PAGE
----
Bryoria spiralifera Brodo & D. Hawksw and B. pseudocapillaris Brodo & D. Hawksw are two rare maritime lichens that were described from a small number of samples. This study describes the habitat and investigates chemical and morphological differences between the two species in the Picea sitchensis and Pinus contorta var. contorta forests of the Samoa Peninsula, location of the largest known population of B. spiralifera. Bryoria spiralifera is well distributed (100% frequency), and B. pseudocapillaris is less common (10% frequency) in each of the two stand types. Both species co-occur on the same branches, and both species are most abundant in high exposure sites such as forest edges along sand dunes and large canopy gaps. In Pinus contorta var. contorta stands, which tend to have open canopies, these two species are abundant, both in the understory as well as the upper canopy. In Picea sitchensis stands with more closed canopies, these species mostly occupy the upper canopy. Thin layer chromatography and logistic regression support the original hypothesis that B. spiralifera and B. pseudocapillaris are separate species. Thin layer chromatography showed that both species have distinctive, unshared secondary products. A logistic regression model finds several combinations of morphology as strong predictors of identity. Bryoria spiralifera is variable in regards to color and pseudocyphellae, but many have spiraling pseudocyphellae, while B. pseudocapillaris is mostly pale, with long, linear pseudocyphellae.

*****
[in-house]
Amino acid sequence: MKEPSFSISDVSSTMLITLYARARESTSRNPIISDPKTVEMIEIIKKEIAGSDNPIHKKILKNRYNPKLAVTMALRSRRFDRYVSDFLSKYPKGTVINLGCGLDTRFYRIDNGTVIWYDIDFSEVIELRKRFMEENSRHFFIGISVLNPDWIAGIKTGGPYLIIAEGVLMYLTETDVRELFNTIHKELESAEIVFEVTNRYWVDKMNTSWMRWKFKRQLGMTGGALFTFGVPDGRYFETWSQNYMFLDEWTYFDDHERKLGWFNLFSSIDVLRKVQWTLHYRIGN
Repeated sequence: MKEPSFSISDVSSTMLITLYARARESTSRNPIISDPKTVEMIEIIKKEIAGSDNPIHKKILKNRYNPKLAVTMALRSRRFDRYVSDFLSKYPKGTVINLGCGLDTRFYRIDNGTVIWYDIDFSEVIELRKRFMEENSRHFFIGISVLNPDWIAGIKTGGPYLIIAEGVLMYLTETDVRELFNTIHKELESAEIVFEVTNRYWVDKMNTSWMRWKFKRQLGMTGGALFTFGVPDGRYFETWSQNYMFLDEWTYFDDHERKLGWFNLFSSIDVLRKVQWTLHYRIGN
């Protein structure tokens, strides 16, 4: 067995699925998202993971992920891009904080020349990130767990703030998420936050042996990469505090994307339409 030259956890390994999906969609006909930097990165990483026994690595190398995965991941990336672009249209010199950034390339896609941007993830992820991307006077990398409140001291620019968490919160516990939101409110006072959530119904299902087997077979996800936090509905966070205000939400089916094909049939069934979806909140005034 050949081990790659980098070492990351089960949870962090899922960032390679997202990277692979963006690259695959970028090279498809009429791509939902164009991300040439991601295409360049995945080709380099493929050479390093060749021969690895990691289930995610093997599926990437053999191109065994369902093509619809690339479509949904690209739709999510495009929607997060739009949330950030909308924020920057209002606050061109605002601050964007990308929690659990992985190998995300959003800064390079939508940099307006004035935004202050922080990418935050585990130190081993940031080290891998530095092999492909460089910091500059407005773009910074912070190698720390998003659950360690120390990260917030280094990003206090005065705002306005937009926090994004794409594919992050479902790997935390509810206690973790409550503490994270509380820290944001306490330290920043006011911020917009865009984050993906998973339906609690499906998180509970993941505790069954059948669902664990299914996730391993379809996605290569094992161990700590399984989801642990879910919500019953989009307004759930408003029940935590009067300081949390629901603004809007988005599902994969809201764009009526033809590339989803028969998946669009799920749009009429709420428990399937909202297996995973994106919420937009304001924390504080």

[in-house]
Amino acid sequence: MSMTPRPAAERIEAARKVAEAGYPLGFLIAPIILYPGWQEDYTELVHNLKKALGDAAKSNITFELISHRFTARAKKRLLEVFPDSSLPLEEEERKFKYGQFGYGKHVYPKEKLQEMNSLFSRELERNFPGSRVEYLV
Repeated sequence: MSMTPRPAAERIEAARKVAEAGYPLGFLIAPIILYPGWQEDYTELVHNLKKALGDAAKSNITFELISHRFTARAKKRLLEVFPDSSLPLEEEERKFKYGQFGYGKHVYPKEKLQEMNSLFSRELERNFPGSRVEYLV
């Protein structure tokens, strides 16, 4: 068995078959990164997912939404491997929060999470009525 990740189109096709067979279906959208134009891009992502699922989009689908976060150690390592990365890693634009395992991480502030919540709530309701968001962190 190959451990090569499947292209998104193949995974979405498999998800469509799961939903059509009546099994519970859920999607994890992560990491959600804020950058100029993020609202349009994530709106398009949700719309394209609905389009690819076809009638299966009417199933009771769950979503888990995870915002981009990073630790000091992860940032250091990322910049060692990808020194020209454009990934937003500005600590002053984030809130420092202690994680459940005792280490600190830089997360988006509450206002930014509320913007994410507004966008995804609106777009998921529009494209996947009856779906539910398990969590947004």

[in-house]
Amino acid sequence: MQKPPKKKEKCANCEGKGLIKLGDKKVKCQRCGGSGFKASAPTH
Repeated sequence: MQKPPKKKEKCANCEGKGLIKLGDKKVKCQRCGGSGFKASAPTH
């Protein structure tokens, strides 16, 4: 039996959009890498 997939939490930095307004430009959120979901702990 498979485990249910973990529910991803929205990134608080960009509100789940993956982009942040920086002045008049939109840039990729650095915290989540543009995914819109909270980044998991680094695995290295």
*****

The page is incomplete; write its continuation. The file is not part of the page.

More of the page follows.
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Vol. 106 • No. 4